Cancer Genetic Screening FAQs


About Cancer Testing

JScreen’s CancerGEN test analyzes 63 cancer-predisposition genes. If there is a harmful mutation in one of these genes, it will not work properly, significantly increasing the risk for cancer. Each cancer gene on the CancerGEN test is associated with specific cancer types and varying degrees of risk.

In many cases, individuals who test positive have options to reduce the chances of developing cancer, or to detect it at an early, treatable stage. Because we share genetic information with our family members, a positive result may also alert other relatives to consider testing. For those who have had a cancer diagnosis, knowing the genetic cause may help identify other cancer risks and help their doctor adjust their medical management.

Each child (son or daughter) has a 50% chance of inheriting a mutation in a cancer gene. Your genetic counselor can discuss the right time to test your children, as well as options for individuals who are planning to expand their families.

If you learn you have a mutation in a cancer gene, there are many ways to maintain your health and to impact the health of your family. Our genetic counselors will walk you through your options and will review recommendations with your health-care provider. 

Options may include:

  • Increased and/or more frequent cancer screening (for example, mammogram, colonoscopy, prostate exam, skin cancer screening)
  • Preventative risk-reducing surgeries (for example, mastectomy, removal of colon)
  • Lifestyle modifications (for example, reduced alcohol consumption)
  • Options to avoid passing down mutations to your future children (for example, in-vitro fertilization with pre-implantation genetic testing, adoption)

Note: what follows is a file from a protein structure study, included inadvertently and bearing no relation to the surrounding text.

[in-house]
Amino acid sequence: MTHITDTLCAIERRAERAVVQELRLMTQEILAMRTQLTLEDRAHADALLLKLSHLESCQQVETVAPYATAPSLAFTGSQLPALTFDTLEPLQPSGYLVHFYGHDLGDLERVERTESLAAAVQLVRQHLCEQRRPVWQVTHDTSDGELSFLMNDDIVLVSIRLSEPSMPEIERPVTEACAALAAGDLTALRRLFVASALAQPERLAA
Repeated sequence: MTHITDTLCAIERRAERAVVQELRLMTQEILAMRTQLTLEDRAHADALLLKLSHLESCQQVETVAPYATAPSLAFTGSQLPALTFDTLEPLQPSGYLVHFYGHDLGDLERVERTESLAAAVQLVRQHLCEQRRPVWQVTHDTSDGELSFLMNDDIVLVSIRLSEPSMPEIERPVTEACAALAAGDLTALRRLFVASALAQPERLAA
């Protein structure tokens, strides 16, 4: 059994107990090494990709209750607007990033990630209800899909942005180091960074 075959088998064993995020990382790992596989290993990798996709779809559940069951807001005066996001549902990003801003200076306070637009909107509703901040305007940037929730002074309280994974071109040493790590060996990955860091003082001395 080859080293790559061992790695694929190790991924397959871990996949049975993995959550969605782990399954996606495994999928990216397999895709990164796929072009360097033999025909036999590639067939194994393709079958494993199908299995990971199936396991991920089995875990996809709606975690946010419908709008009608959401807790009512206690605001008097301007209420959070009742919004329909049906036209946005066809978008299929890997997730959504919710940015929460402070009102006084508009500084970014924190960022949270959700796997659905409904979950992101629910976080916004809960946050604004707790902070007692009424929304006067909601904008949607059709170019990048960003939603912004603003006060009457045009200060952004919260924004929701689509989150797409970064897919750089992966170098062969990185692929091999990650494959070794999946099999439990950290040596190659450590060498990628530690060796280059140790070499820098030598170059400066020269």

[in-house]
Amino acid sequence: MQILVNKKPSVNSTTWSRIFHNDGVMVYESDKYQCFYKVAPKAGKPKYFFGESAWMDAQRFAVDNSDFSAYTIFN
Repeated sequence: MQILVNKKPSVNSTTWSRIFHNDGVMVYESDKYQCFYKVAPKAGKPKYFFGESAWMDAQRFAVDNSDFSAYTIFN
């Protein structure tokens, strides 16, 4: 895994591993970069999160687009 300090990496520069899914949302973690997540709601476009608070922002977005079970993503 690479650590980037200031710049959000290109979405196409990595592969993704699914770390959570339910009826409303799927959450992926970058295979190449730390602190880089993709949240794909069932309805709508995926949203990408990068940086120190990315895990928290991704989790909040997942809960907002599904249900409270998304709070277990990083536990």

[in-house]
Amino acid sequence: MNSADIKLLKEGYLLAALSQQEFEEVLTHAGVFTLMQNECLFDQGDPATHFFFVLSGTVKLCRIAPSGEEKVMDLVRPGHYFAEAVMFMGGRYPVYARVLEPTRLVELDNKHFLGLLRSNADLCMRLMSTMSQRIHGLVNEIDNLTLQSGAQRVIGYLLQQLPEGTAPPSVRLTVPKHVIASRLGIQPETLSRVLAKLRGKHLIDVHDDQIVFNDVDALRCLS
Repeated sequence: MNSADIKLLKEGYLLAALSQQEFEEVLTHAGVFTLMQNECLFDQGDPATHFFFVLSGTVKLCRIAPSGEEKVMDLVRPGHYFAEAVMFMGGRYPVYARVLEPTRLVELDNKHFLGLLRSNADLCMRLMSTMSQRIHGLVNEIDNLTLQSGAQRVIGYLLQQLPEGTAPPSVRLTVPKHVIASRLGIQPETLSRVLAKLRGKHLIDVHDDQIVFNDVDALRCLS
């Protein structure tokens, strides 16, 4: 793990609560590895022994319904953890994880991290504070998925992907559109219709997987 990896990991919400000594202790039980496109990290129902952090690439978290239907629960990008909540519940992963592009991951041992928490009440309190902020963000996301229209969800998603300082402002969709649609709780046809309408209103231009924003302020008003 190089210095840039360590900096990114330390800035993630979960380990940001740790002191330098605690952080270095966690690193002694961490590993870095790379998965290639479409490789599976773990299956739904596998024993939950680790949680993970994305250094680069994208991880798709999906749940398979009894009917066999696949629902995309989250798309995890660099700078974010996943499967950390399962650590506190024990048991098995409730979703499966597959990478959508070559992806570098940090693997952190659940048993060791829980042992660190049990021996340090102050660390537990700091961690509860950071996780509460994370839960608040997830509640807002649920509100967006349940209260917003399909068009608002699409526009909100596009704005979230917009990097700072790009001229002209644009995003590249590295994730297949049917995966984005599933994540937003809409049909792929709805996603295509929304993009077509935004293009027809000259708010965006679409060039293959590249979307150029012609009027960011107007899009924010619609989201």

If you test positive for a mutation, you’ll be able to inform your relatives, who may also be at-risk. Complimentary testing for your mutation may be available for your relatives.

No. Most cancer happens by chance, but some are caused by hereditary changes in genes. For example, about 5-10% of breast cancers and about 20-25% of ovarian cancers are due to inherited genetic changes that increase the risk to develop these types of cancer. A person may have an inherited change in a cancer gene even if cancer hasn’t occurred in their family. It is important to consult with a genetic counselor if you think that you or a family member might have a hereditary cancer risk.

JScreen’s ReproGEN test (reproductive carrier panel) is designed to provide you with information about the health of your future children. It determines if you are a carrier for diseases like Tay-Sachs and cystic fibrosis, many of which appear in infancy or early childhood. Most carriers of these diseases have no symptoms but may pass down their genetic mutations to their children. If two carriers of the same disease have a child together, there is a 25% chance for that child to be affected with the disease.